[openstack-dev] [nova] [api] [placement] strategy for placement api structure
sbauza at redhat.com
Fri Jun 17 15:23:03 UTC 2016
Le 17/06/2016 12:55, Chris Dent a écrit :
> tl;dr: Have a look at https://review.openstack.org/#/c/329386/ to
> help move some placement API decisions along.
> Not really that long, do read:
> As part of the generic resource pools spec a new, independent of
> the rest of nova, API is being developed called the "Placement API".
> The API will initially allow for the management of resource
> providers. There are entities which provide classes of resources
> such as VPCU, DISK_GB, IPV4_ADDRESS.
> At the Bristol mid-cycle it was decided that the placement api should
> be developed in such a way that it will be easy™ to lift it into its
> own project at some date in the future. In that future the placement
> api will be able to help "place" lots of things, not just instances.
> It was also decided that this lift and shift afforded an opportunity
> to explore ways of hosting and testing an HTTP API that are different
> from the modes originated in nova. Not for the sake of being different
> but because the nova way has issues including inscrutability.
> I started a WIP a few months back to start exploring this new
> API. Recently it's been chunkified into smaller reviews.
> For testing I've been using gabbi because it does good TDD for
> this kind of thing and also does a great job of satisfying the
> declarative proposal in the api-wg testing guideline. I hope this
> is not controversial.
> Where the controversy enters the picture has been in my choice of
> how to structure the code that hosts the API. It's been clear from
> the start that we want to use as little of the nova infrastructure
> as possible. What's undecided is which of two strategies should be
> followed. In broad strokes those strategies are:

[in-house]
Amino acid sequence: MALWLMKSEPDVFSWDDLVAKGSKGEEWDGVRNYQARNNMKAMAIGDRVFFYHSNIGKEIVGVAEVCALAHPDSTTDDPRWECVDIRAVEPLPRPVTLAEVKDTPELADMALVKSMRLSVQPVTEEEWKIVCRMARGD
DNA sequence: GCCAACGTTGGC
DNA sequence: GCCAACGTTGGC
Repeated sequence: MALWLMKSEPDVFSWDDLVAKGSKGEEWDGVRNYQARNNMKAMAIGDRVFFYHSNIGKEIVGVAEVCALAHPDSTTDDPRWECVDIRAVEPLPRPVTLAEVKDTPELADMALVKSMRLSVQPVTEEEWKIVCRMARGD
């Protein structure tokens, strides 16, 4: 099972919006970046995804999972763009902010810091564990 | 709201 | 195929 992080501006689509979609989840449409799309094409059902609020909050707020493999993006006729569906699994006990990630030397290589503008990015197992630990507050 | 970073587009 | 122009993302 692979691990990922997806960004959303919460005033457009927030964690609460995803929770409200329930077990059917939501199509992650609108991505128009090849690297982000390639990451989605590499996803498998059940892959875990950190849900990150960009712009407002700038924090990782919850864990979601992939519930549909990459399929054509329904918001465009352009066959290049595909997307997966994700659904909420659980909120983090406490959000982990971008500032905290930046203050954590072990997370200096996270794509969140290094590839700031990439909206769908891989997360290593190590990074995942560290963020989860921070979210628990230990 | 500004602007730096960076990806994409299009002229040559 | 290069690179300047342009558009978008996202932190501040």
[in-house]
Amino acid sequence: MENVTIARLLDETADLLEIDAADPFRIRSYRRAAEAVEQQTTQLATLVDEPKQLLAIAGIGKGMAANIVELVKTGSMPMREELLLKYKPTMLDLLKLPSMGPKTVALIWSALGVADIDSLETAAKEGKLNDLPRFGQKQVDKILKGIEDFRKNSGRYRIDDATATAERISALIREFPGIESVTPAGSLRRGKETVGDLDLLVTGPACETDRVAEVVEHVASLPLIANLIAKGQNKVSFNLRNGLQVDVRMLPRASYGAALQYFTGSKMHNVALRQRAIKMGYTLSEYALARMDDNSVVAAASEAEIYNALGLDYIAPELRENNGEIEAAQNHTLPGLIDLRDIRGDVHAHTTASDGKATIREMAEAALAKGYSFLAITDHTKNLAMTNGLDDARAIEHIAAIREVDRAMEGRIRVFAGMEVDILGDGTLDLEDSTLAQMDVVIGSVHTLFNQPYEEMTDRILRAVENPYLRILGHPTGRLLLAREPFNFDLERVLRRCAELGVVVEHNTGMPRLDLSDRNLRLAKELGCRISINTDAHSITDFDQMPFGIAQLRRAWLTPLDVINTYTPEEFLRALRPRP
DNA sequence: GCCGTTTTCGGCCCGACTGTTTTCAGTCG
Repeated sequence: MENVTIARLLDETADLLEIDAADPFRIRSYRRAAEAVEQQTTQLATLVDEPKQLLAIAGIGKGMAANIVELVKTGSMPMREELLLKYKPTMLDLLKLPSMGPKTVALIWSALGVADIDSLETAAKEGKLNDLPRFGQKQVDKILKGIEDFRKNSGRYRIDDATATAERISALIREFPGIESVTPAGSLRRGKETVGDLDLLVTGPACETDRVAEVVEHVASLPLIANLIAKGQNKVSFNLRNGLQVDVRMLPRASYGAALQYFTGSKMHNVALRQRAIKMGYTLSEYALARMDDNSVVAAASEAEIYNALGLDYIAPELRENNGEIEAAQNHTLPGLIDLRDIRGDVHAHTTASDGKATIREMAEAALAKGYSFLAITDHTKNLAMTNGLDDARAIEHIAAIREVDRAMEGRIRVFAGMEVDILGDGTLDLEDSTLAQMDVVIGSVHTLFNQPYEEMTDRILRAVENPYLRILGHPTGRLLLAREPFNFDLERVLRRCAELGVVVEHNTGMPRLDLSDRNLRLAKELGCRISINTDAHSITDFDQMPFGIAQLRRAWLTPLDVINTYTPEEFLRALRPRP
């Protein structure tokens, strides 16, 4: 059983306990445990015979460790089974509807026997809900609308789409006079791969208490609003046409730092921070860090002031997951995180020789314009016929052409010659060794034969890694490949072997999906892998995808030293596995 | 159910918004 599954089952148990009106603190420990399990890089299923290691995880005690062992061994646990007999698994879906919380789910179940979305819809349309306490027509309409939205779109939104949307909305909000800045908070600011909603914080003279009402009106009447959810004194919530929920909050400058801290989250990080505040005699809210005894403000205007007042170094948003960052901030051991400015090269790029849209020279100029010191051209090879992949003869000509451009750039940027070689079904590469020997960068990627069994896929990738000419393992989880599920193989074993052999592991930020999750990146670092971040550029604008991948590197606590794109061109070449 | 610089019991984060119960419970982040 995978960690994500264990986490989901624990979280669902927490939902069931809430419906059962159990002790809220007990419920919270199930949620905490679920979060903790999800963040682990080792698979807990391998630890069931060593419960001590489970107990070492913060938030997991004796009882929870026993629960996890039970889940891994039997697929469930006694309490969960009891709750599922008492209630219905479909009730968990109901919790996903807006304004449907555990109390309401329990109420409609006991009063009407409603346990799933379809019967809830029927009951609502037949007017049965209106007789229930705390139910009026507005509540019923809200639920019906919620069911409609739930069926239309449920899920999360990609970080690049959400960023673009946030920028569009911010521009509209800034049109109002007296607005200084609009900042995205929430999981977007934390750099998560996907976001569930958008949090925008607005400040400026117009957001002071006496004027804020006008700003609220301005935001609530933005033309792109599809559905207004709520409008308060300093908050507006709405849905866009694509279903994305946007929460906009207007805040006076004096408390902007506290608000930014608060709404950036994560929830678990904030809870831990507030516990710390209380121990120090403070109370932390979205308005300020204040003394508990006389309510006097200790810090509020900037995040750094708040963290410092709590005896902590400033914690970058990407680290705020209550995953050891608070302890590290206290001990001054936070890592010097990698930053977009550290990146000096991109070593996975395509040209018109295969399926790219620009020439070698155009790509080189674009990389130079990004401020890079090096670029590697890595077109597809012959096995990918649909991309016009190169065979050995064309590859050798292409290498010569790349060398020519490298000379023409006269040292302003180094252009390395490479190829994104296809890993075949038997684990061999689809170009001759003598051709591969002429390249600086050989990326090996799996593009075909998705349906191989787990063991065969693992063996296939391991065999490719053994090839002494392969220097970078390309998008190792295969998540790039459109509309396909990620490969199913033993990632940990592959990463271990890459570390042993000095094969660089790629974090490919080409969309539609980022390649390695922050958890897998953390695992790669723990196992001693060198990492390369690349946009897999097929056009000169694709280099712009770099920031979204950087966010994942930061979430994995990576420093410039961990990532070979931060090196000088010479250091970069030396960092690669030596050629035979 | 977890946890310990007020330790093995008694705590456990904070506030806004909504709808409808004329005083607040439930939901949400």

> * Go all in on a common framework, probably Flask, and use it in
> its own
> specific way.
> * Don't use a framework at all. WSGI has never needed one. Just
> compose some WSGI-apps, middleware and utilities and let them do
> their work.
> For now I've chosen the latter because it provides a level of
> simplicity, inspectability, testability and control that I think is
> lost when using a framework. I know for many people in the OpenStack
> community not using a framework goes against the grain, but have a look
> at the code, it's pretty simple Python.
+1000 yes to that. Now the devil could be in the details, in particular
how we implement the WSGI server, the corresponding WSGI app and the
associated routing, and that's exactly the problem below.
That said, I'm not expert in that domain, just had a bit of experience
in that in the past. So, feel free to level my opinion by how you want :-)
> One of the dependencies in this model is selector. The discussion
> around the review of getting it into global-requirements is what
> has prompted this email. Discussion there has suggested that the
> resistance to the second strategy may be significant enough that we
> should go with the first one. I think we need to decide that sooner
> than later so this email is an invitation to join in the discussion,
> either here or on the review of selector or the initial API.
I certainly understand the concerns of adding yet another library. To be
honest, I tend to even agree with the statement that we could possibly
use Routes without explicitly use nova.wsgi, right ?
In the review, you explain why you don't trust Routes and I respect
that. That said, are those issues logged as real problems for our API
consumers, which are mostly client libraries that we own and other
projects we know, like Horizon ?
If that is a problem for those, is there something we could improve,
instead of just getting rid of it ?
> From my standpoint, as the person writing the initial code, it would be
> great to get this resolved soon. If we need to make a change, making
> a simple WSGI app into a working Flask app is something other than
> trivial, but I value us having consensus over how to do this over my
> feelings about Flask and frameworks.
> To be clear: I don't like Flask, at all, it is too magic and too
> obscuring of the way HTTP works. You have to commit to it all the way
> to get the most benefit from it and when you do that a lot of
> is lost behind implicit magic and you are stuck with it henceforth.
> Implicit magic is absolutely horrible for long term maintenance,
> especially in communities where many of the contributors come and go.
> The code I've written in the WIP tries to break with many of code trends
> that require readers to guess.
>  https://review.openstack.org/#/c/329149/ and its descendants 
>  http://flask.pocoo.org/
>  https://pypi.python.org/pypi/selector
>  https://review.openstack.org/#/c/329386/
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